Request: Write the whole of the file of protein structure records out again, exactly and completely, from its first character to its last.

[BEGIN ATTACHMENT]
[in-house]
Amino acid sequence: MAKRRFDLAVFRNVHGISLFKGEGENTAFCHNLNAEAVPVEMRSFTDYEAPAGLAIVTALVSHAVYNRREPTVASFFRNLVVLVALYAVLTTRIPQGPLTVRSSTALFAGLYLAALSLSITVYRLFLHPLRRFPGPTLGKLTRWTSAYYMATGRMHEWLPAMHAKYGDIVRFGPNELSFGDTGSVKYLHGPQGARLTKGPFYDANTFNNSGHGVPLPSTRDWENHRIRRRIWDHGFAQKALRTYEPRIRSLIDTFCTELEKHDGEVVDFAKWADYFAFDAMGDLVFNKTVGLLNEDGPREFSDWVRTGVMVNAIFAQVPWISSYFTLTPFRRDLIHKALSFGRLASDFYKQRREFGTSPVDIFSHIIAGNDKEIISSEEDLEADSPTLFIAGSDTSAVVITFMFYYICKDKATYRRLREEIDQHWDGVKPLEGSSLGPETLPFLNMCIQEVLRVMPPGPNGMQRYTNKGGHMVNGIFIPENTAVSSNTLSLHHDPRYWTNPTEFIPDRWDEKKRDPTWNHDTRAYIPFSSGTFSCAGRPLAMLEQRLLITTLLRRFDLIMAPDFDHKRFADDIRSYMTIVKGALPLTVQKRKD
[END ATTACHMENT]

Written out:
[in-house]
Amino acid sequence: MAKRRFDLAVFRNVHGISLFKGEGENTAFCHNLNAEAVPVEMRSFTDYEAPAGLAIVTALVSHAVYNRREPTVASFFRNLVVLVALYAVLTTRIPQGPLTVRSSTALFAGLYLAALSLSITVYRLFLHPLRRFPGPTLGKLTRWTSAYYMATGRMHEWLPAMHAKYGDIVRFGPNELSFGDTGSVKYLHGPQGARLTKGPFYDANTFNNSGHGVPLPSTRDWENHRIRRRIWDHGFAQKALRTYEPRIRSLIDTFCTELEKHDGEVVDFAKWADYFAFDAMGDLVFNKTVGLLNEDGPREFSDWVRTGVMVNAIFAQVPWISSYFTLTPFRRDLIHKALSFGRLASDFYKQRREFGTSPVDIFSHIIAGNDKEIISSEEDLEADSPTLFIAGSDTSAVVITFMFYYICKDKATYRRLREEIDQHWDGVKPLEGSSLGPETLPFLNMCIQEVLRVMPPGPNGMQRYTNKGGHMVNGIFIPENTAVSSNTLSLHHDPRYWTNPTEFIPDRWDEKKRDPTWNHDTRAYIPFSSGTFSCAGRPLAMLEQRLLITTLLRRFDLIMAPDFDHKRFADDIRSYMTIVKGALPLTVQKRKD